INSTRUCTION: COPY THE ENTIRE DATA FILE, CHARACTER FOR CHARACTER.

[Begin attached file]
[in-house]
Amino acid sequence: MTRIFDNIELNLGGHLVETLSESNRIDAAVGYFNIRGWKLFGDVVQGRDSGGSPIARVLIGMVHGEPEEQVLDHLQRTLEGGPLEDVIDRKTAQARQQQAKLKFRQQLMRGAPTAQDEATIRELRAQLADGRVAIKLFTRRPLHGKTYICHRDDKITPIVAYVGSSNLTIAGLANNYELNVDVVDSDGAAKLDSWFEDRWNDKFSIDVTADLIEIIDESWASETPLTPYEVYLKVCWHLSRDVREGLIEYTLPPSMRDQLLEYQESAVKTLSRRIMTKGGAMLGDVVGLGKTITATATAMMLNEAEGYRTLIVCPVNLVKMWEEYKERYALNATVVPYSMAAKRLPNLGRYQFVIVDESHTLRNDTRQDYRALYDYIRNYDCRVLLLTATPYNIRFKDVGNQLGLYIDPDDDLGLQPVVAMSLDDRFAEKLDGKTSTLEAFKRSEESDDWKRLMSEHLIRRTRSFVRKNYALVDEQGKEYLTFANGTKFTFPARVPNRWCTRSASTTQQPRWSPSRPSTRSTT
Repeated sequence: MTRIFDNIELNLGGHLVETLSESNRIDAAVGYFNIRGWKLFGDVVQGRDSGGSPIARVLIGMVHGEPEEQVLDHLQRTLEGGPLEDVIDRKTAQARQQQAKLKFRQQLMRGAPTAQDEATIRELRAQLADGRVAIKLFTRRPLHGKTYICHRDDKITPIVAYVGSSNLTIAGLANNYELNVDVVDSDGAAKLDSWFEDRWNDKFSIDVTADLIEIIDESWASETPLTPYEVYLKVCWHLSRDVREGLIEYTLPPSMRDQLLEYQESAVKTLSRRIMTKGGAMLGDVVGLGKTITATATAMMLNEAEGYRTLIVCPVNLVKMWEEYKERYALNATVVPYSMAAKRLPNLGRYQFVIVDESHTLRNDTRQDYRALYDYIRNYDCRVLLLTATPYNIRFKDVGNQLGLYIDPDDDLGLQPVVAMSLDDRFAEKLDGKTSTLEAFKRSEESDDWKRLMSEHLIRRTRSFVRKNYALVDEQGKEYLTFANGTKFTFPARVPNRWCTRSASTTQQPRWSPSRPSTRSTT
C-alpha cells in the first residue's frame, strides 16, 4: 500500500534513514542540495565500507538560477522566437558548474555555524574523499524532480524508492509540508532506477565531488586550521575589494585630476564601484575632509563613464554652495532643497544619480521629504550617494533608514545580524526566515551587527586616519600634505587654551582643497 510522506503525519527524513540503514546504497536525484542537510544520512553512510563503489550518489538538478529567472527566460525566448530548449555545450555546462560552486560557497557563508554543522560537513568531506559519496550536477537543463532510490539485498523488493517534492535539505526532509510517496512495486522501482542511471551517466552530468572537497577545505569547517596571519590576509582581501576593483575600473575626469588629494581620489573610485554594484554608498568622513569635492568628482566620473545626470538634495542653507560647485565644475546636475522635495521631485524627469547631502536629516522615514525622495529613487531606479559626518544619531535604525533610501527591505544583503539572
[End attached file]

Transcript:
[in-house]
Amino acid sequence: MTRIFDNIELNLGGHLVETLSESNRIDAAVGYFNIRGWKLFGDVVQGRDSGGSPIARVLIGMVHGEPEEQVLDHLQRTLEGGPLEDVIDRKTAQARQQQAKLKFRQQLMRGAPTAQDEATIRELRAQLADGRVAIKLFTRRPLHGKTYICHRDDKITPIVAYVGSSNLTIAGLANNYELNVDVVDSDGAAKLDSWFEDRWNDKFSIDVTADLIEIIDESWASETPLTPYEVYLKVCWHLSRDVREGLIEYTLPPSMRDQLLEYQESAVKTLSRRIMTKGGAMLGDVVGLGKTITATATAMMLNEAEGYRTLIVCPVNLVKMWEEYKERYALNATVVPYSMAAKRLPNLGRYQFVIVDESHTLRNDTRQDYRALYDYIRNYDCRVLLLTATPYNIRFKDVGNQLGLYIDPDDDLGLQPVVAMSLDDRFAEKLDGKTSTLEAFKRSEESDDWKRLMSEHLIRRTRSFVRKNYALVDEQGKEYLTFANGTKFTFPARVPNRWCTRSASTTQQPRWSPSRPSTRSTT
Repeated sequence: MTRIFDNIELNLGGHLVETLSESNRIDAAVGYFNIRGWKLFGDVVQGRDSGGSPIARVLIGMVHGEPEEQVLDHLQRTLEGGPLEDVIDRKTAQARQQQAKLKFRQQLMRGAPTAQDEATIRELRAQLADGRVAIKLFTRRPLHGKTYICHRDDKITPIVAYVGSSNLTIAGLANNYELNVDVVDSDGAAKLDSWFEDRWNDKFSIDVTADLIEIIDESWASETPLTPYEVYLKVCWHLSRDVREGLIEYTLPPSMRDQLLEYQESAVKTLSRRIMTKGGAMLGDVVGLGKTITATATAMMLNEAEGYRTLIVCPVNLVKMWEEYKERYALNATVVPYSMAAKRLPNLGRYQFVIVDESHTLRNDTRQDYRALYDYIRNYDCRVLLLTATPYNIRFKDVGNQLGLYIDPDDDLGLQPVVAMSLDDRFAEKLDGKTSTLEAFKRSEESDDWKRLMSEHLIRRTRSFVRKNYALVDEQGKEYLTFANGTKFTFPARVPNRWCTRSASTTQQPRWSPSRPSTRSTT
C-alpha cells in the first residue's frame, strides 16, 4: 500500500534513514542540495565500507538560477522566437558548474555555524574523499524532480524508492509540508532506477565531488586550521575589494585630476564601484575632509563613464554652495532643497544619480521629504550617494533608514545580524526566515551587527586616519600634505587654551582643497 510522506503525519527524513540503514546504497536525484542537510544520512553512510563503489550518489538538478529567472527566460525566448530548449555545450555546462560552486560557497557563508554543522560537513568531506559519496550536477537543463532510490539485498523488493517534492535539505526532509510517496512495486522501482542511471551517466552530468572537497577545505569547517596571519590576509582581501576593483575600473575626469588629494581620489573610485554594484554608498568622513569635492568628482566620473545626470538634495542653507560647485565644475546636475522635495521631485524627469547631502536629516522615514525622495529613487531606479559626518544619531535604525533610501527591505544583503539572